Yet on the other hand, there's the PSP and the DS, and more specifically the latter. I've observed a strange thing -- I don't know how many kids I've seen in a Wegmans with a DS in hand! Dozens! And not just boys -- I've seen lots of little girls with pink DSs playing away while their mum chats on the phone. So it's a good thing that gaming is becoming widespread like that. I do cringe at the thought of what they're actually playing, but in a few years' time, who knows? (At least they have a real D-Pad to use.) Nerdy little boys might actually meet some girls and have something worthwhile to talk about. I'm a little jealous.
In terms of computers and portability, I have only one comment to make. A laptop without a trackpad is a poor substitute for a mouse. Try playing an RTS or an FPS. Seriously. No, I haven't. And I never will.
Sprite graphics are awesome. I think of sprites as representations of characters rather than realistic depictions - they leave a lot to the imagination. And that's not a bad thing. Like I said before, I don't know how many stacks of my own Mega Man comic books or Mario 4 level designs I have in a basement somewhere, or how many times I went to bed dreaming of an episodic Ninja Gaiden in my head, or how often in the backyard my friends and I became Donkey Kong and the gang. I'm a little scared that kids today are going to use their imagination less since everything is perfectly detailed right in front of them; there's no room for interpretation. Of course, kids will be kids and I might be totally wrong, but I would bet they think NES games look awfully primitive in the future.
Now, digital distribution is making it easier for games like Cave Story and VVVVVV to reach a real audience, but these aren't the kind of games the "big guys" are making. They're spending millions and millions on realistic, 3D games, and that's fine. And I'm not saying it's easy to do good sprite artwork, but why is it that Nintendo just up and stopped making 2D sprite-based Mario games? Their development cost surely can't total the sum of the epic blockbusters or the motion control R&D we've seen major companies investing in lately. We got a few good GBA Metroids and Zelda's Minish Cap a few years back, but lately, the trend seems to be "3D graphics on a 2D plane" -- which is okay, but not nearly as appealing to me. Maybe I'm in the minority here. I'm sure our kids won't care.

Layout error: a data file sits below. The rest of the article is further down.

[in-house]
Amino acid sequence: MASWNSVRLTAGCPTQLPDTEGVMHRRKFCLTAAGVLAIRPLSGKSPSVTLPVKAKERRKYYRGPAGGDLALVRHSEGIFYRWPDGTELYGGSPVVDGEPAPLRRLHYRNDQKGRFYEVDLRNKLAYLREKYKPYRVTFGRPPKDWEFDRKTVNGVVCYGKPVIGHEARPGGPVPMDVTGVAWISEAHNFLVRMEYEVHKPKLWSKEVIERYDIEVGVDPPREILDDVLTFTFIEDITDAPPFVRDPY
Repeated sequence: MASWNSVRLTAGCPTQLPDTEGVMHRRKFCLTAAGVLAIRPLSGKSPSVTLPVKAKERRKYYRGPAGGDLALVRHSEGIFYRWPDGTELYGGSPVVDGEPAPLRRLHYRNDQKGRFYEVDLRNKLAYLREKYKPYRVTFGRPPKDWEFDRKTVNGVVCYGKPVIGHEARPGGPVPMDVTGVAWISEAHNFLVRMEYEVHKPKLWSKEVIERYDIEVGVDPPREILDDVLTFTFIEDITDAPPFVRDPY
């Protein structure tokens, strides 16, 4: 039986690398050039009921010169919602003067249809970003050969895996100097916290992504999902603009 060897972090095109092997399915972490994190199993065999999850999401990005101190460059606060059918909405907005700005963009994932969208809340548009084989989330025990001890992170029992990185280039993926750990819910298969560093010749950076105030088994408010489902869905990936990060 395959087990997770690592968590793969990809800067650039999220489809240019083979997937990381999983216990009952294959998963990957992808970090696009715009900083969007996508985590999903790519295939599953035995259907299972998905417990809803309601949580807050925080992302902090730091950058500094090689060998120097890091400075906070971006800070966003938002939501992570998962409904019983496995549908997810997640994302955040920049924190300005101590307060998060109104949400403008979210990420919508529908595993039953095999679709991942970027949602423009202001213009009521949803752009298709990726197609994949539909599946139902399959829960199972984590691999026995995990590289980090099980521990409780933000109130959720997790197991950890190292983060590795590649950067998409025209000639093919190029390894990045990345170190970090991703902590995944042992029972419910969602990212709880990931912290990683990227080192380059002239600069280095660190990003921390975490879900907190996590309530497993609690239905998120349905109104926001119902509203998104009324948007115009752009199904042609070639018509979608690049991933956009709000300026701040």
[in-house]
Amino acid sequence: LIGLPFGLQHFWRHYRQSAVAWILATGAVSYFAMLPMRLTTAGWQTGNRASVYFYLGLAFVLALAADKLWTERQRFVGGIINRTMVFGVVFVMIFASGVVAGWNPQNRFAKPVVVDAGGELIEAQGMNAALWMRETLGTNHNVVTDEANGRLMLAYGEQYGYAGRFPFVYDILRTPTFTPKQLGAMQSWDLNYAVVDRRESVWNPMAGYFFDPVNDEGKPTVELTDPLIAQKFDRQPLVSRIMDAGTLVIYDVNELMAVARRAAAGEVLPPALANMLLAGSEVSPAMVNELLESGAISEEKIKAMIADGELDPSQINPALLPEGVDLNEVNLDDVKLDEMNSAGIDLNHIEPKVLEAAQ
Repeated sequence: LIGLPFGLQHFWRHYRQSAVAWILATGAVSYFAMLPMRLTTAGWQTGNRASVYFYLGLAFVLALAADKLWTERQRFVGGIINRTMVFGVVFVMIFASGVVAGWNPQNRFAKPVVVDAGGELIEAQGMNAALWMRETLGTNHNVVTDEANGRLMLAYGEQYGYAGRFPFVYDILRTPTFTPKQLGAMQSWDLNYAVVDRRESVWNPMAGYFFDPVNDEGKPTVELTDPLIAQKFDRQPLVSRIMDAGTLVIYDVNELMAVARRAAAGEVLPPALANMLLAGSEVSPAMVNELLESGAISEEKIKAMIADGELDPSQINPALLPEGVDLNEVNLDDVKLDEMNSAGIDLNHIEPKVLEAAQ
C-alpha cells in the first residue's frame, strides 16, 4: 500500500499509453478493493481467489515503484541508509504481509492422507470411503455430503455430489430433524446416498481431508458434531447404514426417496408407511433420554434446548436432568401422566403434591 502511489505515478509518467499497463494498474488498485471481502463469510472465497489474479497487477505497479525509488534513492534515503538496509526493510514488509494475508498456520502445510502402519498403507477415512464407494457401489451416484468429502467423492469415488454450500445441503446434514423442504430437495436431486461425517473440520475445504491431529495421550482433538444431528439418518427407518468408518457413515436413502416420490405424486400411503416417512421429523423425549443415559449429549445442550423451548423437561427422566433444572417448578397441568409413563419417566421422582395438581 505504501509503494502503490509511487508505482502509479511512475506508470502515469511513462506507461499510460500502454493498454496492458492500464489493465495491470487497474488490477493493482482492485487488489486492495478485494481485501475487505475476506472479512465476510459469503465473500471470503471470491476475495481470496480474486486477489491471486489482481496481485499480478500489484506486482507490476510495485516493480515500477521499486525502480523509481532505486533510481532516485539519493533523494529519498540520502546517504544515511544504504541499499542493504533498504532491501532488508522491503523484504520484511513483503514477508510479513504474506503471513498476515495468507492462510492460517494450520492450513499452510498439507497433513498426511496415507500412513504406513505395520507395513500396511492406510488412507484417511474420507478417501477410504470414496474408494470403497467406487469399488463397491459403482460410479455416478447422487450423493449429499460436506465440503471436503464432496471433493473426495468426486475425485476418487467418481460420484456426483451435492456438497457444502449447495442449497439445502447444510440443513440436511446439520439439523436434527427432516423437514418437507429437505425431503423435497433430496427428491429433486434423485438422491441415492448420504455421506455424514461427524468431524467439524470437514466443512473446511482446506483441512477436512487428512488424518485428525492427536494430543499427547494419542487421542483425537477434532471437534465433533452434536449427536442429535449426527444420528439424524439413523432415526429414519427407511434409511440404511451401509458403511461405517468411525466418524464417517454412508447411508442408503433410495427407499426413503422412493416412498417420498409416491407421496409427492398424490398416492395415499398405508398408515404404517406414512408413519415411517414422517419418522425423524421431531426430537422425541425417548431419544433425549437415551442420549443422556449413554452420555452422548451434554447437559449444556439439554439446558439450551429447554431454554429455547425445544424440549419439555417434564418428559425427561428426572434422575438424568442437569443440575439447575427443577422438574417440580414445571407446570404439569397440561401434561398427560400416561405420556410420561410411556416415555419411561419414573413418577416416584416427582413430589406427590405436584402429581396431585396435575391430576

The thing is, again, the whole imagination part. I used to get a huge kick out of my cousin's QBASIC games circa-1995, and I've always had a huge passion for making games. It's entirely possible, and I know it, and some day, I will. But kids in the future, if not exposed to low-res sprite graphics, might never have that moment of "Hey, I could make something like this!" Of course, I could be entirely wrong; there might be magical game creation software that makes developing games easier than baking cookies. It is the future, after all.
I should probably stop while I'm ahead. As I said, I don't mean to sound like a bitter old geezer (because I'm not) and really, I'm not that worried about the kind of gaming future our kids will have. Mostly because as responsible future (or current) gaming adults, we can make sure they play the classics in the best way possible, and enjoy innovation with them in the same way we did growing up. Except for us, our parents looked at us like we were crazy, wondered why they ever bought us that first NES, and wished we were interested in less expensive hobbies like soccer.
There's plenty of fun to be had.